With all the hype around the impending era of drone delivery, the industry is grappling with questions like air traffic management, pickup and drop-off locations, and security. There’s the debate over whether drones are more or less cost efficient than traditional postal trucks.
But one of the questions that the industry has only scratched the surface on: are drones more environmentally friendly than parcel delivery trucks?
The short answer is: sometimes. And here’s the long answer:
On the surface, drones create less carbon pollution than trucks. Most drones are battery powered, and can be recharged through green energy sources like solar power. There is no gasoline involved or exhaust produce from delivery trucks.
But delivery trucks can also offer a massive amount of packages in one trip, while a drone can only transport small payloads at a time.
Moving ALL Amazon deliveries to drones would be the equivalent of running approximately 3-5x as many vans on the road, according to iniLabs CEO Kynan Eng. But most delivery companies are pushing drones for either “last-mile deliveries” or for extremely lightweight deliveries.
Impact of drones vs. trucks on carbon pollution
UW civil and environmental engineering graduate student Jordan Toy analyzed various real world scenarios to estimate carbon dioxide emissions for a paper published in Transportation Research Part D.
Toy created a heat map to show carbon dioxide emission differences between drone and truck deliveries as a drone’s energy requirements, which are measured in watt-hours per mile and the number of stops on a route increase. Red areas reflect conditions in which drones emit less carbon dioxide than trucks (lighter packages, fewer stops), while blue areas denote conditions in which drones emit more (heavier packages, more stops).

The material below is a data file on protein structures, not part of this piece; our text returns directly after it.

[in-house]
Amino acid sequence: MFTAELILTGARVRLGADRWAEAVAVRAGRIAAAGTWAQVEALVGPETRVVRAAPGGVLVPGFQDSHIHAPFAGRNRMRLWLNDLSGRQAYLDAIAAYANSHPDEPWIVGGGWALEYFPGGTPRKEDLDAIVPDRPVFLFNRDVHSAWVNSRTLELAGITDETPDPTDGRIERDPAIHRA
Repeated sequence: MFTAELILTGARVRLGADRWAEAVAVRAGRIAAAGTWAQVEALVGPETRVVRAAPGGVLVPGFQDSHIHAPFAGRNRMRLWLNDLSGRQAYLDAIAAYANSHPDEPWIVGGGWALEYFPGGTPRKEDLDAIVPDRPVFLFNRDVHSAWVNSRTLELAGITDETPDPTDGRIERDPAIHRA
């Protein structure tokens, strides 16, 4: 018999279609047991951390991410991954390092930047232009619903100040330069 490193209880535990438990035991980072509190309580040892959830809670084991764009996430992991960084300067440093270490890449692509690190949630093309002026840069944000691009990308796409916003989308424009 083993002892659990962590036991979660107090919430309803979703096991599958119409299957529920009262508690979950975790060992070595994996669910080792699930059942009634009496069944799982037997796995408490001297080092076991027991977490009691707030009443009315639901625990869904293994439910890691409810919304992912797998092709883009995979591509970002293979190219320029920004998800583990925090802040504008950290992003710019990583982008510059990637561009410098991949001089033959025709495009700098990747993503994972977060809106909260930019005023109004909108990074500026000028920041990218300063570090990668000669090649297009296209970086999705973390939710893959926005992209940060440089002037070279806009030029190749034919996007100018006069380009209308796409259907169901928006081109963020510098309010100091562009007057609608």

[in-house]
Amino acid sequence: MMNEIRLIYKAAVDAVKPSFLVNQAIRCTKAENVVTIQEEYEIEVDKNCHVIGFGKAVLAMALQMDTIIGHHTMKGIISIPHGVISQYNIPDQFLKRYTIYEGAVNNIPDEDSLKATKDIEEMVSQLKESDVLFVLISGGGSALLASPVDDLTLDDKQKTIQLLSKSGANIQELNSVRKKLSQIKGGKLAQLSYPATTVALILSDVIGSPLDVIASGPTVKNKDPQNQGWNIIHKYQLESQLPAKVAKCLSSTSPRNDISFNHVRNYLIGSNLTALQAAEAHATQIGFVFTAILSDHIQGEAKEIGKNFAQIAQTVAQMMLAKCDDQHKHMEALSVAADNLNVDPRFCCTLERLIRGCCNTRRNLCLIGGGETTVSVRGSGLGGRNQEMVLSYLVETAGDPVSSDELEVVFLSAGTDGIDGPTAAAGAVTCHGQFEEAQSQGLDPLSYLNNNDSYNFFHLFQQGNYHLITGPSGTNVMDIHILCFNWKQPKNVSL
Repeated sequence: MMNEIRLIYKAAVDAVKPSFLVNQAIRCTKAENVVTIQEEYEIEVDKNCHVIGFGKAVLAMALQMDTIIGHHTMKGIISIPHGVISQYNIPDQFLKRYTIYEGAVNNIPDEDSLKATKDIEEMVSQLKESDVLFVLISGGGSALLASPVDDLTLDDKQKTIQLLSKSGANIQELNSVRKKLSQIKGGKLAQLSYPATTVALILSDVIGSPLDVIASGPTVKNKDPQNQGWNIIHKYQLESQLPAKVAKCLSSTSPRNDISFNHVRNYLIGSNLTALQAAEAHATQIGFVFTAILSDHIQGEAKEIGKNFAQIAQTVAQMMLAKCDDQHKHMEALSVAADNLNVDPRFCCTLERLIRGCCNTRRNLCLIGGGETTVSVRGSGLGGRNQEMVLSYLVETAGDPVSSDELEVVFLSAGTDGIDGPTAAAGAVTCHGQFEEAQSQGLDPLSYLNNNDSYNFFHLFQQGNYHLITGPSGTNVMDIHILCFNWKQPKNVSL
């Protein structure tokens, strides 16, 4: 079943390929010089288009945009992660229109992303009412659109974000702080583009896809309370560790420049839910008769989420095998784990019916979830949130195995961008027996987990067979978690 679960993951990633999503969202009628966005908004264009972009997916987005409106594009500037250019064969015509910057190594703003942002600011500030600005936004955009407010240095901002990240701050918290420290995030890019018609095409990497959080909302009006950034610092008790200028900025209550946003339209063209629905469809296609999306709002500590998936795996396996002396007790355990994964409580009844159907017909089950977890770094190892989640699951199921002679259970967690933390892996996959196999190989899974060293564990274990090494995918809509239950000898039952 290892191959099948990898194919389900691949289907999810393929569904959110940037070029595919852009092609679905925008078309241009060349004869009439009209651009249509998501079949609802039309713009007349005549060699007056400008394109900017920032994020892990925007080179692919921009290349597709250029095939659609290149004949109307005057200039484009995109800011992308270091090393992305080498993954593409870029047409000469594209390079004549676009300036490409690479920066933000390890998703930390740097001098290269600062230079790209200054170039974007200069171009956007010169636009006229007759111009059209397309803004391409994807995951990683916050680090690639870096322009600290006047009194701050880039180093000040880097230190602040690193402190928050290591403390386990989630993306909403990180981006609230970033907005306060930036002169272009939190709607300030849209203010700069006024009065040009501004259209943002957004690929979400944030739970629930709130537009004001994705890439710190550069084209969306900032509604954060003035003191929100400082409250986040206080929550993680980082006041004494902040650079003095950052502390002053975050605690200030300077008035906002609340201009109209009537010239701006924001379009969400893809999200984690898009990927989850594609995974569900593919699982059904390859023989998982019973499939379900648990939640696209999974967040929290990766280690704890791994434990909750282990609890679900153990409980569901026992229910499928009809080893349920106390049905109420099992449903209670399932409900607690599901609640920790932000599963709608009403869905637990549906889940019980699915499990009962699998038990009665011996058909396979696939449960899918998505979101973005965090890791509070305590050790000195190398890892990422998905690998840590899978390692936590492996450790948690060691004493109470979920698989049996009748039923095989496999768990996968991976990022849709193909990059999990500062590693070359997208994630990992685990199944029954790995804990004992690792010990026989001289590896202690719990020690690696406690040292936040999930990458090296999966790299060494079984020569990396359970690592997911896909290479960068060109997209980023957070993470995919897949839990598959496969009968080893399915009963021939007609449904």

In a nutshell, small, light packages are very environmentally friendly from a carbon emissions standpoint when delivered by drones, but once the delivery route adds more stops or runs farther out from the warehouse, it becomes less environmentally friendly.
Impact of drones on wildlife
But it’s not all about carbon pollution. There are other environmental factors at stake.
A 2015 study on black bears in Minnesota found that bears’ heart rates went up significantly when it was near a drone, despite not visibly acting bothered.
In one case, a drone flying overhead caused a bear’s heart rate to spike 400% from 39 to 162 beats a minute, said University of Minnesota’s Mark Ditmer . That’s well above the heart-beat jump experienced by people riding a double-corkscrew roller coaster, according to National Geographic.
Not to mention, drones have been known to agitate birds.
That being said, cars aren’t exactly friendly to animals. An estimated 1.25 million insurance claims are filed annually due to vehicle collisions with large animals, while building roads can cause habitat destruction or fragmentation.
It seems the consensus is that drone delivery could be useful for last-mile deliveries, helping a central warehouse get items out in 30 minutes or less to customers who live in the same city.
Or as Eng puts it: “Under certain circumstances, if one insists on drone delivery it may be most efficient to have a giant drone carrier hovering constantly above a city, similar to that seen in the Avengers movie franchise. Or not.”